The German language certainly has its quirks – that’s common knowledge. However, words that fill philologists with enthusiasm often leave German learners rather baffled. A recent viral post about the various meanings of the verb “umfahren” underlines one of these pitfalls. “Umfahren” can mean to knock/run somebody or something over, but can also mean to drive around or bypass something or someone.
This linguistic phenomenon is referred to as a homonym. Homonyms are words that sound the same but mean different things.
In German and in other languages too, words exist that mean more than one thing. In Spanish, the word ‘capital’ refers to both the capital city and capital letters, while in English a ‘foot’ is both a part of the body and a unit of measurement. The intended meaning of the word is usually explained by the context of the sentence, but sometimes the meaning can only be conveyed through the use of linguistic variety.
Homonyms: a challenge for non-native speakers
There are countless homonyms in German. Verbs are a particular source of puzzlement. “Durchkämmen”, for example, can be used to mean combing one’s hair, or to comb through an area in search of something. The phrase “einen Zug nehmen” can likewise lead to confusion. If you want to travel from one place to another, then taking a train (“einen Zug nehmen”) will certainly help. The less healthy version is to take a draw (“einen Zug nehmen”) on a cigarette. Another popular homonym is the verb “anhalten”. If your car or bicycle “hält an”, it has ceased to function properly. However, if you say the rain “hält an”, the situation has not changed for it is simply continuing to rain.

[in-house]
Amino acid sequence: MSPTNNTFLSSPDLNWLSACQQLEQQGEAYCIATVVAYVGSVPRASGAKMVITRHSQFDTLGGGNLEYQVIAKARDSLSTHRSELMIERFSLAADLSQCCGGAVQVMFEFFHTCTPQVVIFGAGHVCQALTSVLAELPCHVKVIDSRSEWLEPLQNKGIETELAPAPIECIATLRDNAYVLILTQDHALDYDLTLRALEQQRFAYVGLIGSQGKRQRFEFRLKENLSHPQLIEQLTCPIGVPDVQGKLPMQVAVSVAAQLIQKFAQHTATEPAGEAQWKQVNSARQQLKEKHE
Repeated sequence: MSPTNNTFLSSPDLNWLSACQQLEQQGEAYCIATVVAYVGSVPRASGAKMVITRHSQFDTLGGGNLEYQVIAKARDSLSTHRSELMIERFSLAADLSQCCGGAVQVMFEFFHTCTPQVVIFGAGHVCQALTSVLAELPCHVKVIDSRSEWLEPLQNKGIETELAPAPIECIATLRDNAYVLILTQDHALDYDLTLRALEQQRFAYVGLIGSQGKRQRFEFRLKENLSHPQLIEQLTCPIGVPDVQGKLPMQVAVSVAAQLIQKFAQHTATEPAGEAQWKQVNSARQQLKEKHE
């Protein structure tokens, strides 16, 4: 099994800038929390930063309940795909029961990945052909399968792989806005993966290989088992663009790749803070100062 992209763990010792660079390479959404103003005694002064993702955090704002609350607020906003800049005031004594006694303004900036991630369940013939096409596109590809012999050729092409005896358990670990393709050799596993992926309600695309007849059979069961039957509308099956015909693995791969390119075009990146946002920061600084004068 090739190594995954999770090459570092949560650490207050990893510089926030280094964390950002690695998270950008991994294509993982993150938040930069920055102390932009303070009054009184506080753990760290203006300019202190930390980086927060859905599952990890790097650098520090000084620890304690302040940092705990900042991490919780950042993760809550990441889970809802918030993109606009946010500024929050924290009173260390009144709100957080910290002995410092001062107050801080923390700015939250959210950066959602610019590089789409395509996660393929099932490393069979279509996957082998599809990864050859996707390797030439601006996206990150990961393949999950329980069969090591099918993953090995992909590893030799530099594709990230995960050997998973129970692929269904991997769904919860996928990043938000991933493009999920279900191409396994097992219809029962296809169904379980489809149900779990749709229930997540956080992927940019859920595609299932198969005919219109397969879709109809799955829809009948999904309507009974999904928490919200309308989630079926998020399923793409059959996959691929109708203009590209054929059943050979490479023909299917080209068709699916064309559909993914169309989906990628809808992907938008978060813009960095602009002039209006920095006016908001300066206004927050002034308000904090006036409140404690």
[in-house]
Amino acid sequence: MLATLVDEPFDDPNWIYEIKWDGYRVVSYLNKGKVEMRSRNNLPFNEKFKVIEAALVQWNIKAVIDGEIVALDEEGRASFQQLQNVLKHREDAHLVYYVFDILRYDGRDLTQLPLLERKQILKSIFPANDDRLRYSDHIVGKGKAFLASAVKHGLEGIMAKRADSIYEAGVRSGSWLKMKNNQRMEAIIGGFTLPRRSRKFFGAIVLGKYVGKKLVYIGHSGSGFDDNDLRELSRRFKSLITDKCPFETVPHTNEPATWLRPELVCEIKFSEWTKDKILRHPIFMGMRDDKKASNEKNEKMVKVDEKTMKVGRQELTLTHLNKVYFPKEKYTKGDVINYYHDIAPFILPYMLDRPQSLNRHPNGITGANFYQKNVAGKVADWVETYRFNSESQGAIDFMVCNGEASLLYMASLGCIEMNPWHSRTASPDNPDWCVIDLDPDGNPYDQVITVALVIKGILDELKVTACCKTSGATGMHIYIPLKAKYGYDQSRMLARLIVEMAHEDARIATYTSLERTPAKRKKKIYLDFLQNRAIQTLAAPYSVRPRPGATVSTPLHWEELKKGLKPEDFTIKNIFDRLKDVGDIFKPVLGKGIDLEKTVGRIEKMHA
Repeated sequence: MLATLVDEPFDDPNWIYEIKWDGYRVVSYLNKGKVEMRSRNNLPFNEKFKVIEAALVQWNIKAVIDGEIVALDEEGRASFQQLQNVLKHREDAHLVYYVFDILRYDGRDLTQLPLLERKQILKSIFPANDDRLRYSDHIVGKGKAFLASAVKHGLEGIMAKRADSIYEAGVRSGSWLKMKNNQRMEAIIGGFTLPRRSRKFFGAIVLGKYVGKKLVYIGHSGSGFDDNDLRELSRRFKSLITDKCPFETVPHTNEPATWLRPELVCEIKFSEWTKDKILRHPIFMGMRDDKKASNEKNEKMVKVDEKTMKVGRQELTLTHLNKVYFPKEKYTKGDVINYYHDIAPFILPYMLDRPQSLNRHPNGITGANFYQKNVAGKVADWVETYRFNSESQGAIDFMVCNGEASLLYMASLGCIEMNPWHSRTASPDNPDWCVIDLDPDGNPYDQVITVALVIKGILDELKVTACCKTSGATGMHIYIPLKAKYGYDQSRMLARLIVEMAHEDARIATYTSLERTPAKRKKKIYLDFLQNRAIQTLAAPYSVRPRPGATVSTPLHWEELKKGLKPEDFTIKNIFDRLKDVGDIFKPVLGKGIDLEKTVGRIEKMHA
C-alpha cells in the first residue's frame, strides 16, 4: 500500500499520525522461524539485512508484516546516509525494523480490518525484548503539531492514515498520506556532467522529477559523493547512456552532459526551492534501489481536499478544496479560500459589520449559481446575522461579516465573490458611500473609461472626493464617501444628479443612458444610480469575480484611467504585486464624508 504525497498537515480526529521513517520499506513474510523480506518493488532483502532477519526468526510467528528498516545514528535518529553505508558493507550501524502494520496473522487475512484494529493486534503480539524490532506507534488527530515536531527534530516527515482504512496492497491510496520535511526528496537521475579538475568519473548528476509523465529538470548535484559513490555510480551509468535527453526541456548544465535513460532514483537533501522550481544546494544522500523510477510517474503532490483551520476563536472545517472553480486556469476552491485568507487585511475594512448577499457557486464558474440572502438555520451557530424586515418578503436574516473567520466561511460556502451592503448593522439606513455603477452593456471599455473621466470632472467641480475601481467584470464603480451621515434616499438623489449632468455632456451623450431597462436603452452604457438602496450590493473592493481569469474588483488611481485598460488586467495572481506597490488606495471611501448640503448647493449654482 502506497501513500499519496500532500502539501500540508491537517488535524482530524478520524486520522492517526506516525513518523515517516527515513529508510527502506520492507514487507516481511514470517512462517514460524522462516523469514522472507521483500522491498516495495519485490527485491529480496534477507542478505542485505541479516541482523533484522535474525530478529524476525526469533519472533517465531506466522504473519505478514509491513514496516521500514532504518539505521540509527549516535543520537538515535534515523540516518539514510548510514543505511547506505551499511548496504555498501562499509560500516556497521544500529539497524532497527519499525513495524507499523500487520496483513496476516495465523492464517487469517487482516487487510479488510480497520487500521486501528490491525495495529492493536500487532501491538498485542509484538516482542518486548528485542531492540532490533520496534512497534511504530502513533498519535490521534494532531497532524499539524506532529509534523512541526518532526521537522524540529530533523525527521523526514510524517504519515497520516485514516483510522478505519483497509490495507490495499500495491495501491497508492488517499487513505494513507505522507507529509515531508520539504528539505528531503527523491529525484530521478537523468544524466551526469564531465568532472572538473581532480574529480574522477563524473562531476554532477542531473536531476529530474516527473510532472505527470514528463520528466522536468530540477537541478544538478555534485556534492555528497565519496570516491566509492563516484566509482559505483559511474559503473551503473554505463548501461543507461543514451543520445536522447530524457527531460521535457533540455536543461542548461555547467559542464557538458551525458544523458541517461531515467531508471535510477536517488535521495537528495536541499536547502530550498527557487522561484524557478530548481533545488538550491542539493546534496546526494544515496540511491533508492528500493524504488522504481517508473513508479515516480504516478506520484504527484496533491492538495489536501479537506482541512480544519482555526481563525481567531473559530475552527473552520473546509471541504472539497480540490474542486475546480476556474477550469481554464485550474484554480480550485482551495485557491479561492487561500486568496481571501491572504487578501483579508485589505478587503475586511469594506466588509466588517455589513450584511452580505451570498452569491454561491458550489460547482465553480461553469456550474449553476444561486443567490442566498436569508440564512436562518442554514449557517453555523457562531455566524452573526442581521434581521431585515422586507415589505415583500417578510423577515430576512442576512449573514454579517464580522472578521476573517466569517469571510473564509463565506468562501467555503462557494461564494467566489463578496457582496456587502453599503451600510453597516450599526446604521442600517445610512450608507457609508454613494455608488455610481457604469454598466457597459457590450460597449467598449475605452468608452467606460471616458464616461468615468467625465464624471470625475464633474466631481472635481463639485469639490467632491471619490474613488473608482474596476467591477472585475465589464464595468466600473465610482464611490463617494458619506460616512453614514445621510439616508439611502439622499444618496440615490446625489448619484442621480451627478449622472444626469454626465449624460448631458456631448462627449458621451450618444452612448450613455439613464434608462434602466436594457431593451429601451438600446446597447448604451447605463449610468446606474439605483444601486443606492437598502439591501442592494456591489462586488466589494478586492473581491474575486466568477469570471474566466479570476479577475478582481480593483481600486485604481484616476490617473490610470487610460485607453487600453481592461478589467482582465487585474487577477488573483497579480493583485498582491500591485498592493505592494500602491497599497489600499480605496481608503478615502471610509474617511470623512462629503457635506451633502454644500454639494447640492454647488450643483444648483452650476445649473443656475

A further point that makes life even more difficult for language learners is that homonyms are not only limited to verbs. Nouns can also have drastically different meanings. A good example of this in German is the word “Bank”: this is either an establishment where you can pay in or withdraw some money, or a bench on which you can sit down and have a rest. A “Kiefer” is something you will likely encounter on a walk through a forest – a pine tree – but you can also use your “Kiefer”, meaning jaws, to chew on the packed lunch you have brought with you. “Futter” can refer to the kind of food given to animals, but can at the same time mean the cloth lining of your coat. The German language certainly contains plenty of traps for non-native speakers, but without them it would just be too easy – don’t you think?
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